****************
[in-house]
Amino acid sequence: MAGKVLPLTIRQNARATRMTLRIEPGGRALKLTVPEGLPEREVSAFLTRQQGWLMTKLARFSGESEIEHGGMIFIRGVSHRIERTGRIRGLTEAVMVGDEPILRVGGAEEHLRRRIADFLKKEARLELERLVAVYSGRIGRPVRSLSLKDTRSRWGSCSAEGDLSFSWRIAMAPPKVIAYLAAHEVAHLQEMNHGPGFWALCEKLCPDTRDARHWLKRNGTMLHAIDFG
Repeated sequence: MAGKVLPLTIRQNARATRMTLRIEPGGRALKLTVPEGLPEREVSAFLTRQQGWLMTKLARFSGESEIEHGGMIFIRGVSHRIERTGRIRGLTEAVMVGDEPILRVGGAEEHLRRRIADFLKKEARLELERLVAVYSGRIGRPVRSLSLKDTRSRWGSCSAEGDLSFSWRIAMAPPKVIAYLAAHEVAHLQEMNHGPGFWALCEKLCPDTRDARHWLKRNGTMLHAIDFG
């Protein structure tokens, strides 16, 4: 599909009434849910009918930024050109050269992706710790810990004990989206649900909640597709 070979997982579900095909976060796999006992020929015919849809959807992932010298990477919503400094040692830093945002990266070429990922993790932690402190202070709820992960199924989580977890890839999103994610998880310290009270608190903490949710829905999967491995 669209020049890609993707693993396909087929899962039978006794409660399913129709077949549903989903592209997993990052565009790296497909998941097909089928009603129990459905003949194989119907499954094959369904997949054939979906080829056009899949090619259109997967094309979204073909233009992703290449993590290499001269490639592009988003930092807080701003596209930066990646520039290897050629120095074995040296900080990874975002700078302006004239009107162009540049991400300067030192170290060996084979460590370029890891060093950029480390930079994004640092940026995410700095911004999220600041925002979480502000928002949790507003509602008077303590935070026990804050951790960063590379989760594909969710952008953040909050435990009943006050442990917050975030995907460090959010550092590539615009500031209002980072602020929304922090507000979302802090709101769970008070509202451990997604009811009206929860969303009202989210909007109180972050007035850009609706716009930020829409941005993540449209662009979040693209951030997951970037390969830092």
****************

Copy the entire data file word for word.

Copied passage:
[in-house]
Amino acid sequence: MAGKVLPLTIRQNARATRMTLRIEPGGRALKLTVPEGLPEREVSAFLTRQQGWLMTKLARFSGESEIEHGGMIFIRGVSHRIERTGRIRGLTEAVMVGDEPILRVGGAEEHLRRRIADFLKKEARLELERLVAVYSGRIGRPVRSLSLKDTRSRWGSCSAEGDLSFSWRIAMAPPKVIAYLAAHEVAHLQEMNHGPGFWALCEKLCPDTRDARHWLKRNGTMLHAIDFG
Repeated sequence: MAGKVLPLTIRQNARATRMTLRIEPGGRALKLTVPEGLPEREVSAFLTRQQGWLMTKLARFSGESEIEHGGMIFIRGVSHRIERTGRIRGLTEAVMVGDEPILRVGGAEEHLRRRIADFLKKEARLELERLVAVYSGRIGRPVRSLSLKDTRSRWGSCSAEGDLSFSWRIAMAPPKVIAYLAAHEVAHLQEMNHGPGFWALCEKLCPDTRDARHWLKRNGTMLHAIDFG
């Protein structure tokens, strides 16, 4: 599909009434849910009918930024050109050269992706710790810990004990989206649900909640597709 070979997982579900095909976060796999006992020929015919849809959807992932010298990477919503400094040692830093945002990266070429990922993790932690402190202070709820992960199924989580977890890839999103994610998880310290009270608190903490949710829905999967491995 669209020049890609993707693993396909087929899962039978006794409660399913129709077949549903989903592209997993990052565009790296497909998941097909089928009603129990459905003949194989119907499954094959369904997949054939979906080829056009899949090619259109997967094309979204073909233009992703290449993590290499001269490639592009988003930092807080701003596209930066990646520039290897050629120095074995040296900080990874975002700078302006004239009107162009540049991400300067030192170290060996084979460590370029890891060093950029480390930079994004640092940026995410700095911004999220600041925002979480502000928002949790507003509602008077303590935070026990804050951790960063590379989760594909969710952008953040909050435990009943006050442990917050975030995907460090959010550092590539615009500031209002980072602020929304922090507000979302802090709101769970008070509202451990997604009811009206929860969303009202989210909007109180972050007035850009609706716009930020829409941005993540449209662009979040693209951030997951970037390969830092």